41 IL28B SNPs and HIV/HCV co-infection Pineda et al, CROI 2010
42 HCV Life Cycle and DAA Targets Receptor binding and endocytosisTransport and releaseFusion and uncoatingER lumen(+) RNAVirion assemblyLDLDNS3/4 protease inhibitorsTranslation and polyprotein processingDAAs, direct-acting antivirals; ER, endoplasmic reticulum; HCV, hepatitis C virus; LD, luminal domain.The elucidation of the life cycle of the hepatitis C virus (HCV) allowed for the identification of potential targets of antivirals that directly interrupt HCV replication. From the binding of the virus to the plasma membrane and its endocytosis through the membrane, all the way through uncoating and generating the membranous web to translation and replication, viral assembly, and transport and release again into the extracellular space, one may envision a variety of potential targets. The most obvious targets are the NS3/4 serine protease and the NS5B HCV polymerase. Therefore, our first DAAs have been protease inhibitors and nucleoside or nonnucleoside polymerase inhibitors.Also interesting was the recent discovery of NS5A inhibitors that are inhibitors of the NS5A protein. However, the function of this protein in the hepatitis C life cycle is not yet well understood. Therefore, the inhibitory drugs may help to elucidate the involvement of this protein in the HCV life cycle rather than vice versa.LDMembranous webNS5B polymerase inhibitorsNucleoside/nucleotideNonnucleosideRNA replicationER lumen*Role in HCV life cycle not well definedNS5A* inhibitorsAdapted from Manns MP, et al. Nat Rev Drug Discov. 2007;6:42
43 Select DAAs in Clinical Development Phase IPhase IIPhase IIIProtease InhibitorsABT-450ACH-1625GS 9451MK-5172VX-985BMSCTS-1027DanoprevirGS 9256IDX320VaniprevirBIBoceprevirTelaprevirTMC435Nonnucleoside polymerase inhibitorsBIIDX375ABT-333ABT-072ANA598BMSFilibuvirTegobuvirVX-759VX-222Nucleoside polymerase inhibitorsIDX184PSI-7977RG7128NS5A inhibitorsA-831PPI-461BMSBMSCF102DAAs, direct-acting antivirals.This is a list of some of the newly developed antivirals. It is not a complete list but includes many of the compounds with reported data at the major international meetings. They are listed by their clinical phase of development, from phase I to phase III. The majority of these different compounds in development can be categorized into classes of protease inhibitors, nucleoside or nonnucleoside polymerase inhibitors, and the NS5A inhibitors. Two drugs—the protease inhibitors boceprevir and telaprevir—that are in pivotal phase III programs are expected to be approved in 2011 in Europe and the United States.43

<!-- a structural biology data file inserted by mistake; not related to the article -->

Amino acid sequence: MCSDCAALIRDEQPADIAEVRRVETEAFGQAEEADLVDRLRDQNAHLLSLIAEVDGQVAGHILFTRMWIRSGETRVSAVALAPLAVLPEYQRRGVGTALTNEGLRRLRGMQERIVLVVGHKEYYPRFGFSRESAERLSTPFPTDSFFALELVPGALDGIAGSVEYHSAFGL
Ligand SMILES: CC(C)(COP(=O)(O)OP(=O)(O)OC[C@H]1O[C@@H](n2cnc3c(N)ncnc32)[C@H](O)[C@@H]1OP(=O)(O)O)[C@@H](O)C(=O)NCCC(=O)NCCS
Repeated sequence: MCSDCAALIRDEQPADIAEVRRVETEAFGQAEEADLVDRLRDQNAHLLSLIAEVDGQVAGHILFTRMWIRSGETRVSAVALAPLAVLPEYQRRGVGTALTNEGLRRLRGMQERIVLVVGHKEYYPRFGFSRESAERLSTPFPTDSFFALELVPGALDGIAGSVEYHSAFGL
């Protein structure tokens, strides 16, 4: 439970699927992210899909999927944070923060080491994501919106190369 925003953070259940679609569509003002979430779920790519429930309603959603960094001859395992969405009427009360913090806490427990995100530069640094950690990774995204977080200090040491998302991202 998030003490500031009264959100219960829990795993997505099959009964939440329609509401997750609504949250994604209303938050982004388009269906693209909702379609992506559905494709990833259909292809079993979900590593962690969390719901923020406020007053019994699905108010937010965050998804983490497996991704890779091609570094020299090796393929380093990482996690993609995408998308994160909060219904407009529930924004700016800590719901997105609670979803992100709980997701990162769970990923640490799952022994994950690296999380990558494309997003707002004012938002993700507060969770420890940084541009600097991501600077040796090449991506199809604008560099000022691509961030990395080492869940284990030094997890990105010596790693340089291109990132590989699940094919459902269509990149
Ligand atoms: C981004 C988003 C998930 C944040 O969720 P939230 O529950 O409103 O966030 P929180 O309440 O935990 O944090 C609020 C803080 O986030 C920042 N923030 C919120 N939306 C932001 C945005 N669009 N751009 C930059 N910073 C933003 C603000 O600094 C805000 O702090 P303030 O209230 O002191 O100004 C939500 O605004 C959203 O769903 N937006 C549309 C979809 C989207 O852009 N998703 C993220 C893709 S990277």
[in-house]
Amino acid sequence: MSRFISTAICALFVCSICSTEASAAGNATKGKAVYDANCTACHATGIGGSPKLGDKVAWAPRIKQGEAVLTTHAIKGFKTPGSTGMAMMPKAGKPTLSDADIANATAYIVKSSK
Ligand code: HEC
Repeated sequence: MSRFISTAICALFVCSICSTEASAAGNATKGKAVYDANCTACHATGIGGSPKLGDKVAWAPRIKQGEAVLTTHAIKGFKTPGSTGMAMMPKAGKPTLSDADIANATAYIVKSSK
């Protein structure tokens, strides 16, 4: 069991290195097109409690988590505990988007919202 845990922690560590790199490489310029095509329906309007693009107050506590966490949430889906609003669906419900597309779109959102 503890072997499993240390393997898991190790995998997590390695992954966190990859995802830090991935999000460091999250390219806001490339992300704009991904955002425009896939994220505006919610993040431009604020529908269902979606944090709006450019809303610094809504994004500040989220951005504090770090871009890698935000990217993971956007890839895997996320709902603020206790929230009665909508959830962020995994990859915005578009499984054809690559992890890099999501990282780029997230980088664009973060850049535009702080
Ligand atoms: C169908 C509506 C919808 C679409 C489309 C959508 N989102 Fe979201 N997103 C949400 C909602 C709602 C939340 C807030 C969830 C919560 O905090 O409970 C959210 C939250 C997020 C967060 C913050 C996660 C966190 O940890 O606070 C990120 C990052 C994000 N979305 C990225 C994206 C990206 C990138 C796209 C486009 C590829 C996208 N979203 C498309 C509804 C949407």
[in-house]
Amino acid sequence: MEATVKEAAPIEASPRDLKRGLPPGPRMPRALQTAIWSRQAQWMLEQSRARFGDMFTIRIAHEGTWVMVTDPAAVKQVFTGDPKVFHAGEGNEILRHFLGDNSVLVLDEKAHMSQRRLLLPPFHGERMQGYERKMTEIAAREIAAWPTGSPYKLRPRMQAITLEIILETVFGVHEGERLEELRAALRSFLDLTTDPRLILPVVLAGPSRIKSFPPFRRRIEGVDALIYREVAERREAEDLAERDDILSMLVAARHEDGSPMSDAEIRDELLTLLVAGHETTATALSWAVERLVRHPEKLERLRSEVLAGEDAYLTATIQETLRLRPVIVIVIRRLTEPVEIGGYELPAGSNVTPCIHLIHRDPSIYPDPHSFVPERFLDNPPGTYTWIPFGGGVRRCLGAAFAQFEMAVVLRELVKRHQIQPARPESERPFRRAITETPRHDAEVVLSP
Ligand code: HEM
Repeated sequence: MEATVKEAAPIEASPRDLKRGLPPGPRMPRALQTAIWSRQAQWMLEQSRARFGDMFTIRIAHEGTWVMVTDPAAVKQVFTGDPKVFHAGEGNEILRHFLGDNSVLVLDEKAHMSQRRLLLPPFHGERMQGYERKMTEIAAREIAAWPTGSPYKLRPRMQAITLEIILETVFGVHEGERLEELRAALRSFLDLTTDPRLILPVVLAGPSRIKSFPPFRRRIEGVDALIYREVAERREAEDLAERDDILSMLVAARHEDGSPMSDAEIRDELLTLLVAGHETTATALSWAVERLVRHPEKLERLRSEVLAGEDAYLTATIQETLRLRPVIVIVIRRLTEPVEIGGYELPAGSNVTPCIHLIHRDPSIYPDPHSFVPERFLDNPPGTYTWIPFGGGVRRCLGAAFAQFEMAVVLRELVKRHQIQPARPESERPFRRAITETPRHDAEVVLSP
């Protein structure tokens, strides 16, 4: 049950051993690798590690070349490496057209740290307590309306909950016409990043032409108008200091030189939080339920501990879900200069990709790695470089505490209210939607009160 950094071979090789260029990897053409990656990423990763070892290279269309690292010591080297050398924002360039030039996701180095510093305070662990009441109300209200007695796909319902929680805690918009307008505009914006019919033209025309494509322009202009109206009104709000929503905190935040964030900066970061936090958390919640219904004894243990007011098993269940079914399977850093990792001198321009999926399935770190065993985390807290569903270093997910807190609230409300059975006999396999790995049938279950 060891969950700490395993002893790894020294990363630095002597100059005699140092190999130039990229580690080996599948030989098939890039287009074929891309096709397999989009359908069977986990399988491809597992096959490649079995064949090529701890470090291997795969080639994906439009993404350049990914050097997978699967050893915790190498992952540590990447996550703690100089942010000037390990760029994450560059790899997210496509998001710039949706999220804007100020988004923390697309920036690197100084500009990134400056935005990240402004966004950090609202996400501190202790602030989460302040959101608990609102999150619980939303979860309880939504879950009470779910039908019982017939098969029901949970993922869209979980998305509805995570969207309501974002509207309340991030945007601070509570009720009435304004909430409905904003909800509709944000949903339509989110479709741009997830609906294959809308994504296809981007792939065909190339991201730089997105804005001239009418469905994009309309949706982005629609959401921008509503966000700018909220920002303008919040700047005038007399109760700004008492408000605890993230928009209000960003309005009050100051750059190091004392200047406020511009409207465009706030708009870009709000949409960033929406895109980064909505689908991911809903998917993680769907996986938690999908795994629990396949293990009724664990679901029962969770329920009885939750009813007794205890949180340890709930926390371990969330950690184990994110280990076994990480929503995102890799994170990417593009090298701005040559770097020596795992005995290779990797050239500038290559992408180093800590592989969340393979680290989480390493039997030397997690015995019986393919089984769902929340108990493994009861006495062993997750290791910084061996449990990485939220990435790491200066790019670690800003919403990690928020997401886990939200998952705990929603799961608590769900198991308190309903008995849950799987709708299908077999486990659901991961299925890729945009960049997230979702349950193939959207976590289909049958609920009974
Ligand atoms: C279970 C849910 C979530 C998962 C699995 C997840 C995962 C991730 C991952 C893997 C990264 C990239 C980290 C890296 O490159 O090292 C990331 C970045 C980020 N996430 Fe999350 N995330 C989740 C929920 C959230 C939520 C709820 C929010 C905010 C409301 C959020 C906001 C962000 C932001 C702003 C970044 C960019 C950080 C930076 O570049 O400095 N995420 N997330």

44 SVR Rates With BOC and TPV in GT1 Treatment-Naive and -Experienced mono-infected Pts 100Current Standard of Care100SOC + Protease Inhibitors (Approved in 2011)808063-75[1-2]59-66[3-4]6060SVR (%)38-44[1-2]SVR (%)4040BOC, boceprevir; GT1, genotype 1; SOC, standard of care; SVR, sustained virologic response; TPV, telaprevir.This slide is a summary of data. It is clearly not a head-to-head comparison but an illustration of the data for boceprevir and telaprevir in patients who were treatment naive or previous nonresponders. If one compares the blue box on the left with the blue box on the right, one can see that in treatment-naive patients, approximately 30% more patients can be cured with the addition of either boceprevir or telaprevir to peginterferon/ribavirin. The difference is even more pronounced in previous nonresponders. Here one can see success rates of 17% to 21% with repeat peginterferon/ribavirin treatment; however, a 59% to 66% SVR rate can be attained in these previous nonresponders when a protease inhibitor is added. So you clearly see how important, especially for patients who have been previously unsuccessfully treated, the addition of a protease inhibitor will be.17-21[3-4]2020Treatment-Naive PtsTreatment-ExperiencedTreatment-Naive PtsTreatment-Experienced1. Poordad F, et al. AASLD Abstract LB Jacobson IM, et al. AASLD Abstract Bacon BR, et al. AASLD Abstract Foster GR, et al. APASL Abstract 1529.44